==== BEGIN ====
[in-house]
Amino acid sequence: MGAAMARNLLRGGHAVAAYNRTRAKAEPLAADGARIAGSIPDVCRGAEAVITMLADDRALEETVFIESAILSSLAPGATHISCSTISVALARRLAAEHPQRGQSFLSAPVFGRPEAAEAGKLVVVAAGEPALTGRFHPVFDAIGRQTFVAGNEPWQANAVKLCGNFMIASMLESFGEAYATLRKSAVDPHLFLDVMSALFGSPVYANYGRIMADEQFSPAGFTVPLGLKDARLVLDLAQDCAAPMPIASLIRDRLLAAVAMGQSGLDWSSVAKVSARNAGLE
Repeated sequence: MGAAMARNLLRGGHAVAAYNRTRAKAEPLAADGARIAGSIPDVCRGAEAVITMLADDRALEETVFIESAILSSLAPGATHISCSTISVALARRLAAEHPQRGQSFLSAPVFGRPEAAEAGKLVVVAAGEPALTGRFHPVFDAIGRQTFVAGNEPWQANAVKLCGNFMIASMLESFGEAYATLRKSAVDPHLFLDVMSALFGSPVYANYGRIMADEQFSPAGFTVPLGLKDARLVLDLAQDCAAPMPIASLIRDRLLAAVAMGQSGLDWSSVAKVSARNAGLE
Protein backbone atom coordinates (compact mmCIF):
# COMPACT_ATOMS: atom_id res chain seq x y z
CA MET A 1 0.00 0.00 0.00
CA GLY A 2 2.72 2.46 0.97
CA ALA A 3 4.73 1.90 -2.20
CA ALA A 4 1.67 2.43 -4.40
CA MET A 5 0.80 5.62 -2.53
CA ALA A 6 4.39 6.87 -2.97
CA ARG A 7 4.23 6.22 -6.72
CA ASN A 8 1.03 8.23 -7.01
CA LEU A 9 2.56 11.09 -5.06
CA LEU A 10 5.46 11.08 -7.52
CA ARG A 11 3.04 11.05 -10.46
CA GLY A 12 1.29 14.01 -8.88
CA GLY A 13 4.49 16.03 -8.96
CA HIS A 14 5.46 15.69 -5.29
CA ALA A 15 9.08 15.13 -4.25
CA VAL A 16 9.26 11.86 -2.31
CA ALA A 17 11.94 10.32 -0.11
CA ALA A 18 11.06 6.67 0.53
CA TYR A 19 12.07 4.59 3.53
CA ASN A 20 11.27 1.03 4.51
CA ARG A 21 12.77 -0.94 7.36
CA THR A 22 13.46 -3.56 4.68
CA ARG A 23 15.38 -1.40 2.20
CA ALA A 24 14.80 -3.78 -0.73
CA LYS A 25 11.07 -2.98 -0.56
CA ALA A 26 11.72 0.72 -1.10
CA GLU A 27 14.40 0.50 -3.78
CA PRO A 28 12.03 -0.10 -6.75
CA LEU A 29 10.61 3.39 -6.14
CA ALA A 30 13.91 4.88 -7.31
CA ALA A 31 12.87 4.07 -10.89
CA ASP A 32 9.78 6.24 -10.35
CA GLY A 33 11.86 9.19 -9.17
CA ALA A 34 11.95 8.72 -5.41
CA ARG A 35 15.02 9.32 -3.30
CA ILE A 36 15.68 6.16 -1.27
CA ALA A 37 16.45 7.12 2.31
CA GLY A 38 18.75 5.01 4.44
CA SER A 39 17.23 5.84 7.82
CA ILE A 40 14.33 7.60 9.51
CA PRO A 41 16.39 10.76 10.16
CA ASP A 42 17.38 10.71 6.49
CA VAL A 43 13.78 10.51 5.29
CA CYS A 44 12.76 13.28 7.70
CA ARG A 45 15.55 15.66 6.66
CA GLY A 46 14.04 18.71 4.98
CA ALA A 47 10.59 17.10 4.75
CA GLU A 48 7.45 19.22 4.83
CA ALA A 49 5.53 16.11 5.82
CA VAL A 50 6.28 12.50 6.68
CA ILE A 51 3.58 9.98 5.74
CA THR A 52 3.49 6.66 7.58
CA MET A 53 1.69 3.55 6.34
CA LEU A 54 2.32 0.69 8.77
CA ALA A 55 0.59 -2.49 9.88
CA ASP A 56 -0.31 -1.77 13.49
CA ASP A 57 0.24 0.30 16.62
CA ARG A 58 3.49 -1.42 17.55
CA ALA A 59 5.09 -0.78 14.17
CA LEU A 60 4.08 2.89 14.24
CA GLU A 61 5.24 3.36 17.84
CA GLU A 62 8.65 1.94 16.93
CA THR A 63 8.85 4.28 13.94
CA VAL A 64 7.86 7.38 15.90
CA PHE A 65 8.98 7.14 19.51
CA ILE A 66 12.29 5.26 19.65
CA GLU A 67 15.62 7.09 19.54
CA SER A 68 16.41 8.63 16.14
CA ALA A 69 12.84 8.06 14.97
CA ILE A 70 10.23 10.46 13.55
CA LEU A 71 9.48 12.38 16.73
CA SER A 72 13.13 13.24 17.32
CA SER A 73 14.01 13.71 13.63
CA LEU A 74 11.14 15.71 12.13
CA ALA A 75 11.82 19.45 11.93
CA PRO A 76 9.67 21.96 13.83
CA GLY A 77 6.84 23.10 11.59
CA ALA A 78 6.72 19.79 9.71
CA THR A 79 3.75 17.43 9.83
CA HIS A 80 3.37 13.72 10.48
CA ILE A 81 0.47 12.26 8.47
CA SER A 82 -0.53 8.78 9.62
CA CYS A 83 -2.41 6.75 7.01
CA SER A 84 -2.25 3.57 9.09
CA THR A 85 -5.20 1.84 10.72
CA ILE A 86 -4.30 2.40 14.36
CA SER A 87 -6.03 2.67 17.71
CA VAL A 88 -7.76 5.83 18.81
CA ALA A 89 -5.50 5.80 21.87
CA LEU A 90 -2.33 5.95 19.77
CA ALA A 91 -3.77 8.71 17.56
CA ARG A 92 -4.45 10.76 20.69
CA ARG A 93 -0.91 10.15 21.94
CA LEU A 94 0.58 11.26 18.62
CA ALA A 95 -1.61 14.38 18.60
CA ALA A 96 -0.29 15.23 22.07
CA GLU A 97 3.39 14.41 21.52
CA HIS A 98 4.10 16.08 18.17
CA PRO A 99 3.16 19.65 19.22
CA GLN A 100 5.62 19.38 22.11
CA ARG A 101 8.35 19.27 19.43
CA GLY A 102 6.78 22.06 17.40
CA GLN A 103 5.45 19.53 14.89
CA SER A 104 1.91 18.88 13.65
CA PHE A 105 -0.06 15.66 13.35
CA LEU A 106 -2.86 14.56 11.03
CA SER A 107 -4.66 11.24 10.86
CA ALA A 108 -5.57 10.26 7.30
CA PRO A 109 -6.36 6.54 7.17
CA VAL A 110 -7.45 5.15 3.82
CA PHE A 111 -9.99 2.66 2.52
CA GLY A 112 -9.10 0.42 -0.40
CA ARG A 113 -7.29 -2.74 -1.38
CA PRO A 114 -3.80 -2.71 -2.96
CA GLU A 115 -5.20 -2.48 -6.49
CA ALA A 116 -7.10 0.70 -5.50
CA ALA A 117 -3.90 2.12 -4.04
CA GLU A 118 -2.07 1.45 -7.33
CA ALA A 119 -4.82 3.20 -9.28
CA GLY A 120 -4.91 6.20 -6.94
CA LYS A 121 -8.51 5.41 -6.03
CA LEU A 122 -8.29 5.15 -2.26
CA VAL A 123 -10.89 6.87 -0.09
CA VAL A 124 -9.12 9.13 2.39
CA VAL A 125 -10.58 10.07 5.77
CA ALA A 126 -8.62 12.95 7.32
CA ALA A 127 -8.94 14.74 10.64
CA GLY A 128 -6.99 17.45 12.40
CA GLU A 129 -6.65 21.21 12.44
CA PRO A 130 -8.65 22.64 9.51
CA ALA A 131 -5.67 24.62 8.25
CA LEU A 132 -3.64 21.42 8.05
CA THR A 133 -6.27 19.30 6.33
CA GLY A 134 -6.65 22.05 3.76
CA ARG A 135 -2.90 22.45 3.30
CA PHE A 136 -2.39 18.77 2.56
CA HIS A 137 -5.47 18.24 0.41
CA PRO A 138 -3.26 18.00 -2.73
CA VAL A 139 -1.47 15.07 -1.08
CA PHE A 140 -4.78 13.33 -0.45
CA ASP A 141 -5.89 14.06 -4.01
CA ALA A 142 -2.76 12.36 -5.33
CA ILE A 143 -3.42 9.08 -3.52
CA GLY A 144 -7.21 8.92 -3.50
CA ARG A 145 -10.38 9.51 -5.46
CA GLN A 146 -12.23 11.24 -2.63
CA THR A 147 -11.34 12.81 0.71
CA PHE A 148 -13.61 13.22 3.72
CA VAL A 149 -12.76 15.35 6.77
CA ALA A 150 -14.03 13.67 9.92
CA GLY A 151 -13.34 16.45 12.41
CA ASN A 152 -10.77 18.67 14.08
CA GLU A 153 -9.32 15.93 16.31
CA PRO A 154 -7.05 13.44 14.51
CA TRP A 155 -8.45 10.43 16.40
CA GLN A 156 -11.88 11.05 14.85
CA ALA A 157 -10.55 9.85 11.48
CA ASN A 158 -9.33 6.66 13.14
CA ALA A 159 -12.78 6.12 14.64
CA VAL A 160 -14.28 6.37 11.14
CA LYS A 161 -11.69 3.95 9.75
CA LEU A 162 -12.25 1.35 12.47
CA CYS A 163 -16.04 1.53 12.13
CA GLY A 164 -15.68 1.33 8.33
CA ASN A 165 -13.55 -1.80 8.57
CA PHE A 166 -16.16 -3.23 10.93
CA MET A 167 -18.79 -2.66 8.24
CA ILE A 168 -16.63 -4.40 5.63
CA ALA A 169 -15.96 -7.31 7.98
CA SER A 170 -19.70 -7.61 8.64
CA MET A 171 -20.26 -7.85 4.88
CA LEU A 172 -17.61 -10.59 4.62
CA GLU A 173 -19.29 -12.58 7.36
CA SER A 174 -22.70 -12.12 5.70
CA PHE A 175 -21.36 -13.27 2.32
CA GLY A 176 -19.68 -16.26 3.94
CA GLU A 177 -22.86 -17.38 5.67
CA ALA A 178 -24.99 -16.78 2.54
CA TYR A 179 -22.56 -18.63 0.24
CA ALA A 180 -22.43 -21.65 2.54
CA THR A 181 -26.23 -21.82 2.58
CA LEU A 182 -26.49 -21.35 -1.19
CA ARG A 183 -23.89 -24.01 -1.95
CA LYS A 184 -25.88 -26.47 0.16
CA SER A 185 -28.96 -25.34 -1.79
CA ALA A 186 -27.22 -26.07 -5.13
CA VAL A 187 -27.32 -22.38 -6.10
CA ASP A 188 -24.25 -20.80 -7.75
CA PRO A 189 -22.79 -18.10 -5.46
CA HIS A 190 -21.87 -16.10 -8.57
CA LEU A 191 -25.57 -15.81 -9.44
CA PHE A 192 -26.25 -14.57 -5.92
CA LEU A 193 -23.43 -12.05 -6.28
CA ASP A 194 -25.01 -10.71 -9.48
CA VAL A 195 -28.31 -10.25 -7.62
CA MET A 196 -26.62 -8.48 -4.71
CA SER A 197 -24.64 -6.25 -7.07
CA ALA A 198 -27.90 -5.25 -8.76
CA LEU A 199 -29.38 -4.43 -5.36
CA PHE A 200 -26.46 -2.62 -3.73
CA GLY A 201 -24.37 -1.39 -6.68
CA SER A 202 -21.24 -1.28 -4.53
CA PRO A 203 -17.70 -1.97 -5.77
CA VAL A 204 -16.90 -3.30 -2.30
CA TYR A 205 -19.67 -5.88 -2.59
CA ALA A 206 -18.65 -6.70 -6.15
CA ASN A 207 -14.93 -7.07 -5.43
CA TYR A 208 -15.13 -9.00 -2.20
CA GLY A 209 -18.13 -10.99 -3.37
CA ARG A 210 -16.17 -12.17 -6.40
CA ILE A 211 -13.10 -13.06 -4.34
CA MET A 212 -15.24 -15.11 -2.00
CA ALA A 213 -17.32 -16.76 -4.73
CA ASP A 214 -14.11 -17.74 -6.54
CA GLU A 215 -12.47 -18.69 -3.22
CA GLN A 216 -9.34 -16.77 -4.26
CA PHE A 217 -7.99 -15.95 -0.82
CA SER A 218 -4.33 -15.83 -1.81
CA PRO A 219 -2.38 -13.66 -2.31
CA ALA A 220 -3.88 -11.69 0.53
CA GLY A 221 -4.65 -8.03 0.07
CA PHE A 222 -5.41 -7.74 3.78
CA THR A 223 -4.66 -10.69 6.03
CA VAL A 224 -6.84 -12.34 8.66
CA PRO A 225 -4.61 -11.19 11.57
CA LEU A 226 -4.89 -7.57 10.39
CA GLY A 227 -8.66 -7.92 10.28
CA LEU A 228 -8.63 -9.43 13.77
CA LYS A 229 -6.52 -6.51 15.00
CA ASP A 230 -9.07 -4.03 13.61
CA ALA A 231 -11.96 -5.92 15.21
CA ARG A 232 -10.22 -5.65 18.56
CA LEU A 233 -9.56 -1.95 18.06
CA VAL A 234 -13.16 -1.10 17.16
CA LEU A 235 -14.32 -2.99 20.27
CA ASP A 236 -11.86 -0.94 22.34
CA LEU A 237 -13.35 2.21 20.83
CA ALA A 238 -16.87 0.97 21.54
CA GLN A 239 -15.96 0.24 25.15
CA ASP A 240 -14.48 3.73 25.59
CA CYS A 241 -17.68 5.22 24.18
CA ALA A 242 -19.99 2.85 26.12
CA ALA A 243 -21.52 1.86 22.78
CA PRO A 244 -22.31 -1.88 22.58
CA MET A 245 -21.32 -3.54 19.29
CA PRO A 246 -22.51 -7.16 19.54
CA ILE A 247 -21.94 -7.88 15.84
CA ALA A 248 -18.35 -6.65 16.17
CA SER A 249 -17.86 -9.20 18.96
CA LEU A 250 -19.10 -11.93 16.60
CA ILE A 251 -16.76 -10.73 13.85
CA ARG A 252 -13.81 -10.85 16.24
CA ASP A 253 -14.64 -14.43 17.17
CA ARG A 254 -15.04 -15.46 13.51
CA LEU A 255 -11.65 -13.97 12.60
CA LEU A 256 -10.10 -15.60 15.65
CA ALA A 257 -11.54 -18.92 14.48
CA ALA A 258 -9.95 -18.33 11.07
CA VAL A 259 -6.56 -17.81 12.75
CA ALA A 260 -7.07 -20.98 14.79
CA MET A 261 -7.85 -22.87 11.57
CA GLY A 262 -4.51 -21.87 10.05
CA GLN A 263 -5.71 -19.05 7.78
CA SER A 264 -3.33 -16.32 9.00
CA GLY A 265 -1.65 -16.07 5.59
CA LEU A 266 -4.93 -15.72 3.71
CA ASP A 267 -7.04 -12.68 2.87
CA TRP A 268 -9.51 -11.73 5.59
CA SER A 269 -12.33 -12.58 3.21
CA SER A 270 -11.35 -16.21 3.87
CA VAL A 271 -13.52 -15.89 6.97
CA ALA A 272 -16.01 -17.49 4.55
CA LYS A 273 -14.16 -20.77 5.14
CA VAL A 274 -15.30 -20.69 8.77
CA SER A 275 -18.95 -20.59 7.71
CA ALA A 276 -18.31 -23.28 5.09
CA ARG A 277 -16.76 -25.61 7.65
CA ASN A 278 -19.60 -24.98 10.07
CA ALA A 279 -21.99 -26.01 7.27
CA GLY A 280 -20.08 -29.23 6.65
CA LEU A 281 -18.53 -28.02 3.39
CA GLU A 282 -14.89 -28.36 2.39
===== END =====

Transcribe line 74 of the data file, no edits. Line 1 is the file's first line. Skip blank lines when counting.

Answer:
CA ALA A 69 12.84 8.06 14.97